10 Deadly Sins of Investing

From time to time, we will all make some financial blunders. Some people make bigger ones than others. What is more important than making such mistakes, is learning from them. Here are 10 deadly sins of investing that investors should avoid at all costs.

investing sins

  1. Jumping on the bandwagon

If everyone else is buying it, it seems like a good idea to join in, right? It is not. Investors are most vulnerable when emotions come into play. When markets nosedive, many “investors” bail out, when the markets remain undervalued, they do nothing, and when the markets begin to recover and start to soar, they regain their confidence, jump on the bandwagon and dive back in and the cycle continues. Remember what warren Buffet says “Be fearful when others are greedy and be greedy when others are fearful”.

2. Not paying attention

You worked hard for your money so you ought to pay attention to what is happening to it, even if you have a financial advisor. Portfolios must be tended to on a regular basis, by rebalancing the allocation, selling off some positions, and taking profits from winners. Letting a portfolio drift without reviewing it, means your investments are less likely to adequately meet your goals.

3. Putting short-term funds in the stock market

The money you place in the stock market should be to fund your long-term goals. Putting next term’s school fees in the stock market could be a deadly mistake when it comes to investing.

4. Putting all your money in one investment

There are too many horror stories of people having almost all their money tied up in one investment. It is tempting to concentrate your available funds in just one or two investments that appear to be doing very well, but this can be very risky. One of the best ways to manage risk is to diversify: to own investments in a variety of categories, including domestic stocks, foreign stocks, bonds, and property. If one investment performs badly or fails, a variety of different types of investments are less likely to.

5. Not having a financial plan

Most people live from day to day adopting a “spend as you go” lifestyle with no clear plan in place to save for specific future events or protect their families from unforeseen circumstances. The adage “if you fail to plan, you plan to fail” highlights the importance of having a clearly defined plan or achievable goal in place that you can work towards. Apart from maybe winning the lottery, or inheriting a fortune, financial success doesn’t just happen. If you don’t plan for major life events, you might not have the outcome you envisaged.

6. Not paying back money you owe

One of the worst mistakes you can ever make is not paying back money that you owe; this might be a large financial loan or a small personal loan from a relative or friend.
Whether it is to tide you over a difficult patch or to borrow to start your small business, we all from time to time need to borrow. If you are notorious for not repaying your debt, it will eventually come back to haunt you as no one will want to lend you money as your character is in doubt.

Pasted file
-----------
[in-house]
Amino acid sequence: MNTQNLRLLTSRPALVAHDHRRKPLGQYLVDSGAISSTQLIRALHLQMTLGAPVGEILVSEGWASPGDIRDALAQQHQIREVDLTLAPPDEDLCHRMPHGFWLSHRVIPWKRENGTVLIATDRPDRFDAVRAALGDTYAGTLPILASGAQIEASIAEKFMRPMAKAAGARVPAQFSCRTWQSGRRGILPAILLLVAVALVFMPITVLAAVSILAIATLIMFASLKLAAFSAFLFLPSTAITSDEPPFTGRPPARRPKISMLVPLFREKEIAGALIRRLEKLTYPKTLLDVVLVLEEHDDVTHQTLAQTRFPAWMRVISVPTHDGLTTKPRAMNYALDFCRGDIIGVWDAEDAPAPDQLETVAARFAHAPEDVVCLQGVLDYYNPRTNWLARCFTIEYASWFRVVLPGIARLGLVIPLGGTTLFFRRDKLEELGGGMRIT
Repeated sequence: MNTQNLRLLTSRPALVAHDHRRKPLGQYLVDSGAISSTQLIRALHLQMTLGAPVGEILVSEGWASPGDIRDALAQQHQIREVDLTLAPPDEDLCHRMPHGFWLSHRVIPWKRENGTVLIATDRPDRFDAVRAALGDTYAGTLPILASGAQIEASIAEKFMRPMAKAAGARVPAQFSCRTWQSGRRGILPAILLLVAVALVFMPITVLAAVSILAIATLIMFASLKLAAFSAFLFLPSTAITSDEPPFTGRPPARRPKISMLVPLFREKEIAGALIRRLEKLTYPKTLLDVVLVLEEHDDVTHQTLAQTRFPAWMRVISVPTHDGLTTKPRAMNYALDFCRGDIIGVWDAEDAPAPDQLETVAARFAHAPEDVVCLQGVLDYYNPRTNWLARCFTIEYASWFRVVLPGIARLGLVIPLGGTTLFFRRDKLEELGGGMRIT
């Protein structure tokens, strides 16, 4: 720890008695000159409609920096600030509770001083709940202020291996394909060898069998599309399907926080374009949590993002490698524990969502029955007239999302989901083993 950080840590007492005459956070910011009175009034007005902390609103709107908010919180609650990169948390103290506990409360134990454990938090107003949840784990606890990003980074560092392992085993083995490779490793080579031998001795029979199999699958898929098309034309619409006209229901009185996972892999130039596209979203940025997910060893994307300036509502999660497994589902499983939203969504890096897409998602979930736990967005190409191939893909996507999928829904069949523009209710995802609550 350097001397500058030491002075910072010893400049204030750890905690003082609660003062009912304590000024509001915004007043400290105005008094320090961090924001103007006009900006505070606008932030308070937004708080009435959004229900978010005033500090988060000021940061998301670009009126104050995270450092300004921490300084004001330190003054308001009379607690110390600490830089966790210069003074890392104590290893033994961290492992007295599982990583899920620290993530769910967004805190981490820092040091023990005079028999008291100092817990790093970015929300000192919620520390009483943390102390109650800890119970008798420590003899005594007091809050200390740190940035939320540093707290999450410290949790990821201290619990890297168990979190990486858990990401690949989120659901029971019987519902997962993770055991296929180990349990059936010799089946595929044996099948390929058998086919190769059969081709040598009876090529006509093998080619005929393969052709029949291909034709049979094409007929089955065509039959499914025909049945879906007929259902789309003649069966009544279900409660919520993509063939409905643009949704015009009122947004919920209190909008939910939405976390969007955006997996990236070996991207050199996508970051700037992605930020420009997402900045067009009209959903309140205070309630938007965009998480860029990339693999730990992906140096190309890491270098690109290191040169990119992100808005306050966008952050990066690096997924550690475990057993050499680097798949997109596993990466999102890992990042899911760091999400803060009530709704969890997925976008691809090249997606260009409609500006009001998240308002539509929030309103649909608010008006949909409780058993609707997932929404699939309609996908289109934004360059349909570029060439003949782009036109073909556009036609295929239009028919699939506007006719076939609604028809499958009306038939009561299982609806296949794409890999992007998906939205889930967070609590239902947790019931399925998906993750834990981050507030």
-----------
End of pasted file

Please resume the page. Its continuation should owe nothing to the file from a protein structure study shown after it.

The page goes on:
7. Not understanding what you are investing in

Putting your money in investment vehicles that you do not understand or getting involved in some of those “get-rich-quick” scams like MMM can have devastating consequences. Invest only in what you understand and try to make financial decisions based on adequate research and advice from experienced and tested professionals. Don’t be enticed by abnormal returns if something sounds too good to be true, it probably is too good to be true.

8. Not having adequate insurance

Most Nigerians are under-insured. Not having adequate insurance can have a devastating effect on your finances. Yet the simple payment of the annual premium could help one avoid this. Accidents do happen. Nobody wants to be left paying expensive hospital bills or losing their home in a fire without insurance. Don’t let your policies lapse, as the consequences can be grave for you and your family.

9. Borrowing to buy an asset that you can’t afford

Remember that by borrowing money to buy a car, you are paying interest on an asset that starts to lose value from the moment you leave the car showroom. Of course, many people have no choice but to take out a loan to buy a car. Some vehicles are very expensive to buy, insure, fuel and maintain. If you need to buy a car and must borrow to do so, consider buying one that is affordable, fuel-efficient and with reasonable maintenance costs.

Likewise avoid borrowing to buy a property that you can barely afford; this can put your finances in jeopardy as the payments become unmanageable. Affordability is key when you are financing an asset.

10. Putting money above everything else

While most people don’t do enough towards achieving financial success, there are others whose priorities have become so warped that money takes the first position in their lives. Remember that money is simply a tool, a means to an end and should never be considered the end itself. When a life is consumed by money, greed and corruption set in with far reaching and dire consequences.

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